WASHINGTON (AP) — Congressional watchdogs are questioning the government’s decision to award a $700 million coronavirus relief loan to a struggling trucking company on grounds its operations are critical for maintaining national security. Headquartered in Overland Park, YRC Worldwide provides transportation and logistics services, such as delivering food, electronics and other supplies to military locations around the country. The Defense Department is a major YRC client. The department sued YRC in 2018 for overcharging the government for freight carrier services and making false statements. Under terms of the loan U.S. taxpayers, through the Treasury Department, will take a 30% stake in the company. The Congressional Oversight Committee also said there appeared to be a large risk of taxpayers losing money on the investment.


U.S. Attorney: Federal Agents in Kansas City Will Be Identifiable

KANSAS CITY, Mo. (AP) — The top federal prosecutor in Kansas City says any federal agents involved in an operation to reduce violent crime in the area will be clearly identifiable, unlike what has been seen in Portland, Oregon. Timothy Garrison, U.S. Attorney for the Western District of Missouri, said in a written statement Monday that a new federal effort called Operation LeGend in Kansas City is in response to record violent crime numbers, not local protests. He says agents won't be patrolling the streets or usurping the authority of local officers. His statement comes amid clashes between protesters and camouflaged, unidentified agents in Portland.


“Friends of the Kaw” Group Stops in Topeka While Kayaking Kansas River

TOPEKA, Kan. (KSNT) – A group of Kansas River fans called “Friends of the Kaw” stopped in Topeka Wednesday morning while kayaking the Kansas River from end to end.  KSNT TV reports that the eight-day, 173-mile journey started in Junction City last Friday and is expected to reach the end of the river on Saturday.  Program Manager Kim Bellemere said the group is trying to raise awareness for the Kansas River Water Trail and get more people interested in seeing the river for themselves.  “We’re really trying to highlight that it can be used for recreation,” said Bellemere. “A lot of people fish on the river and because it’s a national water trail and in Kansas it’s actually public property so anyone can get on the river.”  The journey did require careful planning. The group has been camping on sand bars and meeting people at boat ramps to stock up on supplies along the way.  River Guide David Sain said they did a practice run before this to get a sense of what the full journey would entail.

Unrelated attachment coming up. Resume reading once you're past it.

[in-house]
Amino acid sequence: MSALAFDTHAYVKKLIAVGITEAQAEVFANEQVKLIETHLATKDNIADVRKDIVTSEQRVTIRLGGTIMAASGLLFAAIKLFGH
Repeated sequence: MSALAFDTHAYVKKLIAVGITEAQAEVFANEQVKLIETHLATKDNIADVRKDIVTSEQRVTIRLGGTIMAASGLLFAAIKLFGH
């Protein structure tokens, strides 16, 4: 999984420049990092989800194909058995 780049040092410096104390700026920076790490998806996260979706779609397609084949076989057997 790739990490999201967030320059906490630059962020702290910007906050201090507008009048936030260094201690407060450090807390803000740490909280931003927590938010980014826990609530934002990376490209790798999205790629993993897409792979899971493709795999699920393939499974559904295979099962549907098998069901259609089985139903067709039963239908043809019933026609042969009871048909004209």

President to Award Medal of Freedom to Former Kansas Congressman

WASHINGTON (KPR) - President Trump will award the Presidential Medal of Freedom to Jim Ryun, an Olympian and former Kansas Congressman.  The award is the nation’s highest civilian honor.  It's given by the president to individuals who have made noteworthy contributions to the United States.  Ryun is one of the most accomplished athletes in American history.  Despite being cut from every athletic team in junior high, he made the track team at Wichita East High School.  There, Ryun broke a world record by becoming the first high school runner to clock a mile in under 4 minutes.  Ryun also competed in the 1964 Olympic Games.  While a student athlete at the University of Kansas, he broke several more world records.  He also won the silver medal at the 1968 Mexico City Games and competed in the 1972 Munich Games. Among many other accolades, he was named ABC Wide World of Sports' Athlete of the Year.  Following his athletic career, he served his home state of Kansas in Congress from 1996 to 2006. He has since written three books and currently gives motivational speeches around the country.  The three-time Olympian will receive the Medal of Freedom Friday, during a ceremony at the White House. 


USDA Study Shows Gulf Between Cattle, Processed Beef Prices

DES MOINES, Iowa (AP) — A study released by the U.S. Agriculture Department into the disparity between cattle prices paid to ranchers and the higher prices earned by meat processors offers more details about the factors that have led to the situation. The 20-page analysis by the USDA released Wednesday explains how after a 2019 fire at a Tyson Foods beef plant in Holcomb, Kansas, and this year’s temporary closure of slaughterhouses amid the coronavirus pandemic, ranchers saw cattle prices drop while concerns about meat scarcity caused prices at grocery stores to rise. Some members of Congress have called for an investigation into possible violations of the Packers and Stockyard Act, which is designed to protect ranchers and consumers. 


Bowyer Heads to Kansas Speedway Without His Typical Crowd

KANSAS CITY, Kan. (AP) — Emporia, Kansas native Clint Bowyer would usually be swamped by family and friends during the first of two trips to his home track this season. Instead, the Cup Series star will be running in front of mostly empty seats again at Kansas Speedway. The series has had limited fans for select races since returning fro the coronavirus pandemic, but hot spots in Kansas and neighboring Missouri forced officials to pull the plug on fans earlier this month. That doesn't take the pressure off Bowyer, though. He's still looking to secure a playoff spot for this season and a ride for next. 


KPR's daily headlines are generally posted by 10 am weekdays and updated throughout the day.  KPR's weekend summary is usually published by 1 pm Saturdays and Sundays.